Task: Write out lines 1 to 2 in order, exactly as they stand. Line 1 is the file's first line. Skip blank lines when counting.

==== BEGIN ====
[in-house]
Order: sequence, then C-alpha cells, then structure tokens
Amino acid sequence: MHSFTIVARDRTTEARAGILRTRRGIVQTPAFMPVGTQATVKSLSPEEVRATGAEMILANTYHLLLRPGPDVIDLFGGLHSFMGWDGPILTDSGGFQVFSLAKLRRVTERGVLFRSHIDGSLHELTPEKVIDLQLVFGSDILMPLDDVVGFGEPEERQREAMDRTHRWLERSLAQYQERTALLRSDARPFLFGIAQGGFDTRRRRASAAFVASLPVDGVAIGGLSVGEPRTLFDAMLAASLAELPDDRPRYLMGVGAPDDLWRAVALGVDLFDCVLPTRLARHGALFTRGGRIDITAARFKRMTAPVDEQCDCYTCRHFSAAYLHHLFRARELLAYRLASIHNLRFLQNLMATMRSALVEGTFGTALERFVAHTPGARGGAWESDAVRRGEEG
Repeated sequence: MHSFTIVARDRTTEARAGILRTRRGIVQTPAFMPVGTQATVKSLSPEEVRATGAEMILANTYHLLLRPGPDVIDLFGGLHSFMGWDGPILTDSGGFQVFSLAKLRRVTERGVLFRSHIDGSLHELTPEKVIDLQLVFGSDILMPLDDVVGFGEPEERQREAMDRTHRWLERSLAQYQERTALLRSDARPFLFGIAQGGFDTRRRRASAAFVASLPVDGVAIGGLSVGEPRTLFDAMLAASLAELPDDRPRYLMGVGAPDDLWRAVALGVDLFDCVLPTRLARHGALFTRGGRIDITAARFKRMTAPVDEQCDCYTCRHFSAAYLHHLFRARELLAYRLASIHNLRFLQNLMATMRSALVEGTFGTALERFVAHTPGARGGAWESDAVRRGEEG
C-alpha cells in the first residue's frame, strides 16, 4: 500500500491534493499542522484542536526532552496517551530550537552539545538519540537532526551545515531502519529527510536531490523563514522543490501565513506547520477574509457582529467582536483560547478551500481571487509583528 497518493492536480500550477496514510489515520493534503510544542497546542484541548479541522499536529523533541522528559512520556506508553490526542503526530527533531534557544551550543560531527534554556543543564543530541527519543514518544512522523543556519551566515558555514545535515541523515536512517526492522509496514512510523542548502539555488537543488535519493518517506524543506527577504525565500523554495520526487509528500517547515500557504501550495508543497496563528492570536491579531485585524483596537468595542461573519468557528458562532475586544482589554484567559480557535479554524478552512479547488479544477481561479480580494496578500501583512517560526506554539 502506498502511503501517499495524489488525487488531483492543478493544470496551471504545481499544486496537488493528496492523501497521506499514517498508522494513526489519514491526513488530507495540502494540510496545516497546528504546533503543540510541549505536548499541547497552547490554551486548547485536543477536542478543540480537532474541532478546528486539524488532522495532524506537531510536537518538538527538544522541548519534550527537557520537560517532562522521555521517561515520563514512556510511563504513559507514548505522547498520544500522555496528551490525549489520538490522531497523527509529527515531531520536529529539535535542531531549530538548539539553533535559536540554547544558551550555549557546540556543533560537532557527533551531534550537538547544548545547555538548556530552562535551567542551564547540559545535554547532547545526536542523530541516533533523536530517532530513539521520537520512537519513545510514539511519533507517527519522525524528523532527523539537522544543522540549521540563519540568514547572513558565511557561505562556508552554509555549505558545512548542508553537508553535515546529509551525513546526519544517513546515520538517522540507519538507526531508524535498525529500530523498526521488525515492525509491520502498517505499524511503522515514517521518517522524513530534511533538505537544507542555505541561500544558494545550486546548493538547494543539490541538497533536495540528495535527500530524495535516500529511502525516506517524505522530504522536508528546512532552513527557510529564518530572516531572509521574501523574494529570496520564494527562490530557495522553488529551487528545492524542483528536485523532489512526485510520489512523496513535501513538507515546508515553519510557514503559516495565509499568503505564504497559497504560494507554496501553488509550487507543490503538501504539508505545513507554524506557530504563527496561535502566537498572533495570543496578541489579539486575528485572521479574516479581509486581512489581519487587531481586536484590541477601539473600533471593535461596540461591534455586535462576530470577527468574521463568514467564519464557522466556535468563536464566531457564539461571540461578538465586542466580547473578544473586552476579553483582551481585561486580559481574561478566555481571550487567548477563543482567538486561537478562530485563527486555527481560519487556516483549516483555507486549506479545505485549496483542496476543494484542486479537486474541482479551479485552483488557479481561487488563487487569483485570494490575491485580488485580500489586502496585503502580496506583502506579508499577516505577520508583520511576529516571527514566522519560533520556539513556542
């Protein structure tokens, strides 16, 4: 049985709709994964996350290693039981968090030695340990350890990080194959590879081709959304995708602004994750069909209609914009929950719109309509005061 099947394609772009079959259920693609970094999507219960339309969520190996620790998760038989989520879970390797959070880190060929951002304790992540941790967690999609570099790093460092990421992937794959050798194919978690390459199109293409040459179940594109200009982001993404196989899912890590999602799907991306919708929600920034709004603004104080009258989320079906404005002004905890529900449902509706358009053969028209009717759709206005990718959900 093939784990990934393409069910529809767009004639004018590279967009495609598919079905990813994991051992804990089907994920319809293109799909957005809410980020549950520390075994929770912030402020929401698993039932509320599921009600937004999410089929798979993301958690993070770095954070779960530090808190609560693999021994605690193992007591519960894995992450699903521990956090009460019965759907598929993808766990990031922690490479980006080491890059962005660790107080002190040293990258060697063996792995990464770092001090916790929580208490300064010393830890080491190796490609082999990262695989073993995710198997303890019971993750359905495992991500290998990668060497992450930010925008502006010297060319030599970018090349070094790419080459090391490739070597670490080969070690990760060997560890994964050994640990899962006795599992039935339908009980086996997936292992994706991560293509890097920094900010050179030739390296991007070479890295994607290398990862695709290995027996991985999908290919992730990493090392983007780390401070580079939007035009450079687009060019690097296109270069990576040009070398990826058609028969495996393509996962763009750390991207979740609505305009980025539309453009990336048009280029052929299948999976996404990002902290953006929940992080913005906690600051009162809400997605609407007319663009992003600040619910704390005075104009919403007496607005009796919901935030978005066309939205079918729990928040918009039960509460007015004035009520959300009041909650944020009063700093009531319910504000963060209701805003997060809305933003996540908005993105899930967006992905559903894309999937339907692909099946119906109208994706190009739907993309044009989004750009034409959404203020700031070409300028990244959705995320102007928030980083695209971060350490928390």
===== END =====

[in-house]
Order: sequence, then C-alpha cells, then structure tokens